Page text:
Feeds

ISP fears RIP breach in quashing Anna bug

'Badly drafted' snooping charter leaves ISPs puzzled

  • alert
  • submit to reddit

Protecting against web application threats using SSL

One of the UK's largest independent ISPs has said that it may well have ran foul of the RIP Act in protecting its customers from the Anna Kournikova virus.

Claranet introduced a mail filter to ensure that the virus did not reach its 450,000 users, but by doing so, it believes it may have breached the controversial "charter for Government snooping" that is the RIP Act.

Steve Rawlinson, chief technical officer at Claranet, said: "Our own servers were immune to the attack, and we acted quickly to put in place measures on our servers to protect our customers from becoming infected with the extremely prolific Anna Kournikova virus."

The ISP has developed in-house software that would examine an email and reject it from the server if it contained the Anna Kournikova virus, thereby protecting Claranet's customers from the harmful virus. The mail filter was designed to examine the email header for the specific virus filename attachment, and if detected return a message to the sender with a note informing them of the infection.

"After obtaining legal advice, we are concerned that our action has meant that we have breached the RIP Act," said Rawlinson, who said he would raise the subject at the next meeting of ISP trade body, LINX.

Part of the Act states that it is an offence to "intentionally and without lawful authority" intercept any communication in the course of its transmission, something that Claranet is concerned it may have breached.

"We need clarification as to whether the measures that we introduced are considered to be interception," said Rawlinson. "There are provisions under the RIP Act that allow interception in order to ensure system integrity or to prevent crime, our actions could be covered by either of these conditions, but it is unclear. This needs to be cleared up in a code of practice or secondary legislation."

Dai Davis, an IT lawyer with the firm Nabarro Nathanson, agreed that the RIP Act was "badly drafted and ambiguous" but said that in his opinion Claranet's actions were likely to have been lawful.

"My reading is that it is lawful to intercept viruses, because it can be argued that nobody wants that communication, which is in any case illegal, but it's not lawful to intercept spam," said Davis, who said that ISPs would be well advised to put a clause in contracts allowing them to deal with virus-infected or spam email.

Last month, UUNet examined the headers of email messages to delete those associated with a spam attack it was dealing with at the time, which left many of the ISP's customers with severely affected services for almost a week. In clearing up after the attack, which involved deleting two million pieces of spam, UUNet may have breached the RIP Act, although the ISP has said its engineers did nothing illegal because their actions were done in connection with providing a telecommunications service.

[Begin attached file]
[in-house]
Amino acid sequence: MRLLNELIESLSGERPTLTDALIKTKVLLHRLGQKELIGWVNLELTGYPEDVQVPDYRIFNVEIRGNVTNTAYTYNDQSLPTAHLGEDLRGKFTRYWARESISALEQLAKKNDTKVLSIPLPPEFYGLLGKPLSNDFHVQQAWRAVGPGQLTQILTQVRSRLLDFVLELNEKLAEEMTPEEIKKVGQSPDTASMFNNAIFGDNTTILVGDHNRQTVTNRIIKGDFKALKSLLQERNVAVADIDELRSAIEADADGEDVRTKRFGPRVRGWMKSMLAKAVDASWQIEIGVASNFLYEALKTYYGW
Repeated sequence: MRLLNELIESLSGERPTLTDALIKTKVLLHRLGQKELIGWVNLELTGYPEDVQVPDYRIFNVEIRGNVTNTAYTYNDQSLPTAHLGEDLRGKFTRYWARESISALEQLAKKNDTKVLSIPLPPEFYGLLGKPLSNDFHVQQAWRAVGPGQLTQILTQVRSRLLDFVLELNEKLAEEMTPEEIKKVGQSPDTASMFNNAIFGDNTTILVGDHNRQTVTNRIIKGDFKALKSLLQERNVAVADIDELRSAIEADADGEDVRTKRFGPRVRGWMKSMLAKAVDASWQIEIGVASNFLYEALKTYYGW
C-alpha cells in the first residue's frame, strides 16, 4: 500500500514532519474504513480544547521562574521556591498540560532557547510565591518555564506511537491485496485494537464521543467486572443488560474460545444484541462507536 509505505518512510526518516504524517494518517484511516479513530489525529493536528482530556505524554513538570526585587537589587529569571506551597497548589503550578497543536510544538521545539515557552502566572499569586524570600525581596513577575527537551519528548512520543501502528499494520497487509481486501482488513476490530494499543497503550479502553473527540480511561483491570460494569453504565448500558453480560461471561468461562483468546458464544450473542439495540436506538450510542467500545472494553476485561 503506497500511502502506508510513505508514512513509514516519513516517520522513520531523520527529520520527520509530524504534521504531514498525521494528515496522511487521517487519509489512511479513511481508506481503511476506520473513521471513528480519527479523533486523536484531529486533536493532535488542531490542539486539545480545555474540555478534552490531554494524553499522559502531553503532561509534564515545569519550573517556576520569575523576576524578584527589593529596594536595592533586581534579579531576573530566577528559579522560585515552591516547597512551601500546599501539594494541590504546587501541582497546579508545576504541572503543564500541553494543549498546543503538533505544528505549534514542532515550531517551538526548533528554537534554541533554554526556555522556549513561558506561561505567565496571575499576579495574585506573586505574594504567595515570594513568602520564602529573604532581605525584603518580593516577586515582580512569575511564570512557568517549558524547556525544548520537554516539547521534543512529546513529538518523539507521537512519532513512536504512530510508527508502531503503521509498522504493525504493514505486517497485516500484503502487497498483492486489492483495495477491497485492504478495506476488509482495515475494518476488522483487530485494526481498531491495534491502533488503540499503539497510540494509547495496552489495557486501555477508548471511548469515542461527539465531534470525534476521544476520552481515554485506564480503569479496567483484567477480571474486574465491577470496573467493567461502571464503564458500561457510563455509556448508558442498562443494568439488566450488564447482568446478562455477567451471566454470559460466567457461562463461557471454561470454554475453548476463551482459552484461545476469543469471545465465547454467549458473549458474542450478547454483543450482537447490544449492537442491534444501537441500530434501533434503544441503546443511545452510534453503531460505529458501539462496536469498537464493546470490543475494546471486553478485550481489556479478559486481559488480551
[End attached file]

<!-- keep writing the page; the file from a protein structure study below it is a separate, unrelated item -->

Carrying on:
Davis disputes this reading of the Act but said that whether an ISP was blocking viruses or spam it was very unlikely to be prosecuted. ®

Related Stories

Police request right to spy on every UK phone call and email
Email snooping row kicks off again
Dutch police arrest Anna Kornikova virus suspect
Anna Kournikova bug drops harmlessly onto the Net
Anna Kournikova virus spreading like wildfire
Spammer wrecks UUNet email service
UUNet still pole-axed

Reducing the cost and complexity of web vulnerability management

More from The Register

next story
Spies would need SUPER POWERS to tap undersea cables
Why mess with armoured 10kV cables when land-based, and legal, snoop tools are easier?
Apple Pay is a tidy payday for Apple with 0.15% cut, sources say
Cupertino slurps 15 cents from every $100 purchase
Israeli spies rebel over mass-snooping on innocent Palestinians
'Disciplinary treatment will be sharp and clear' vow spy-chiefs
YouTube, Amazon and Yahoo! caught in malvertising mess
Cisco says 'Kyle and Stan' attack is spreading through compromised ad networks
Hackers pop Brazil newspaper to root home routers
Step One: try default passwords. Step Two: Repeat Step One until success
Microsoft to patch ASP.NET mess even if you don't
We know what's good for you, because we made the mess says Redmond
NORKS ban Wi-Fi and satellite internet at embassies
Crackdown on tardy diplomatic sysadmins providing accidental unfiltered internet access
prev story

Whitepapers

Providing a secure and efficient Helpdesk
A single remote control platform for user support is be key to providing an efficient helpdesk. Retain full control over the way in which screen and keystroke data is transmitted.
WIN a very cool portable ZX Spectrum
Win a one-off portable Spectrum built by legendary hardware hacker Ben Heck
Storage capacity and performance optimization at Mizuno USA
Mizuno USA turn to Tegile storage technology to solve both their SAN and backup issues.
High Performance for All
While HPC is not new, it has traditionally been seen as a specialist area – is it now geared up to meet more mainstream requirements?
Security and trust: The backbone of doing business over the internet
Explores the current state of website security and the contributions Symantec is making to help organizations protect critical data and build trust with customers.